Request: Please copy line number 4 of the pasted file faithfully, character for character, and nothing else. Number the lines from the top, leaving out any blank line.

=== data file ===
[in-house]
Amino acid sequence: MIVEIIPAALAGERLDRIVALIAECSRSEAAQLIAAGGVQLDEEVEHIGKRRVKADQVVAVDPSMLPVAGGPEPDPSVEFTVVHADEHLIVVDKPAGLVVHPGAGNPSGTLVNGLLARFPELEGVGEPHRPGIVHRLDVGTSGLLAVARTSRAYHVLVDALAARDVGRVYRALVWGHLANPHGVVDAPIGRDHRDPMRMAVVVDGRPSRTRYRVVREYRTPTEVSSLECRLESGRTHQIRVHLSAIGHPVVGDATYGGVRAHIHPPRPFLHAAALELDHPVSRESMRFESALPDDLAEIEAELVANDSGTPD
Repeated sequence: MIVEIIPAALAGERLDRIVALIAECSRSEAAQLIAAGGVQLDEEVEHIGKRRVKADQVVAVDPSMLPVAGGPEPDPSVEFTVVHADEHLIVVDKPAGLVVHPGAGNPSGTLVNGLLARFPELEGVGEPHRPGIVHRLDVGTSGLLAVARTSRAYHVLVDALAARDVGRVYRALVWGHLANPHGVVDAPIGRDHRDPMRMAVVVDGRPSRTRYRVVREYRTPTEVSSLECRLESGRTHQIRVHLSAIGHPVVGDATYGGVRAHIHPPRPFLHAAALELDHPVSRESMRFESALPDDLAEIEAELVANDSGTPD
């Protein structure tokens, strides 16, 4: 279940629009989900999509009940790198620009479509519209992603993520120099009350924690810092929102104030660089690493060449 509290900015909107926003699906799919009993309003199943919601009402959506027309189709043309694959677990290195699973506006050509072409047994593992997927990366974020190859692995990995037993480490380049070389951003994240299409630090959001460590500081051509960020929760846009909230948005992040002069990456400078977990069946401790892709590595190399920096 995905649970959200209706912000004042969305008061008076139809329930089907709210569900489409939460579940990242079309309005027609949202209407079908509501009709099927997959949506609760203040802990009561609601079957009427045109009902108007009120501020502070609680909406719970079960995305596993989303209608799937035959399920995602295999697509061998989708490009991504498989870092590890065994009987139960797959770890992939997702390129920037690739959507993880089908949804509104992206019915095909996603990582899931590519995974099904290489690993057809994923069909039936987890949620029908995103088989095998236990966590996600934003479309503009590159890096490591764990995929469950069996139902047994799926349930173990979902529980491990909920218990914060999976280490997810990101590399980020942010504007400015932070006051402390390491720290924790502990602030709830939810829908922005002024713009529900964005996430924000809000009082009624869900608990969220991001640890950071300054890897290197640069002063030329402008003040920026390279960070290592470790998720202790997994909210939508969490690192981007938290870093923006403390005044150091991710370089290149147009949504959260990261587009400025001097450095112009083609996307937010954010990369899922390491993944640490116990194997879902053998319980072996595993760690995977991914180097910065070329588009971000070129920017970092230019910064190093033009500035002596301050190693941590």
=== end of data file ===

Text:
């Protein structure tokens, strides 16, 4: 279940629009989900999509009940790198620009479509519209992603993520120099009350924690810092929102104030660089690493060449 509290900015909107926003699906799919009993309003199943919601009402959506027309189709043309694959677990290195699973506006050509072409047994593992997927990366974020190859692995990995037993480490380049070389951003994240299409630090959001460590500081051509960020929760846009909230948005992040002069990456400078977990069946401790892709590595190399920096 995905649970959200209706912000004042969305008061008076139809329930089907709210569900489409939460579940990242079309309005027609949202209407079908509501009709099927997959949506609760203040802990009561609601079957009427045109009902108007009120501020502070609680909406719970079960995305596993989303209608799937035959399920995602295999697509061998989708490009991504498989870092590890065994009987139960797959770890992939997702390129920037690739959507993880089908949804509104992206019915095909996603990582899931590519995974099904290489690993057809994923069909039936987890949620029908995103088989095998236990966590996600934003479309503009590159890096490591764990995929469950069996139902047994799926349930173990979902529980491990909920218990914060999976280490997810990101590399980020942010504007400015932070006051402390390491720290924790502990602030709830939810829908922005002024713009529900964005996430924000809000009082009624869900608990969220991001640890950071300054890897290197640069002063030329402008003040920026390279960070290592470790998720202790997994909210939508969490690192981007938290870093923006403390005044150091991710370089290149147009949504959260990261587009400025001097450095112009083609996307937010954010990369899922390491993944640490116990194997879902053998319980072996595993760690995977991914180097910065070329588009971000070129920017970092230019910064190093033009500035002596301050190693941590």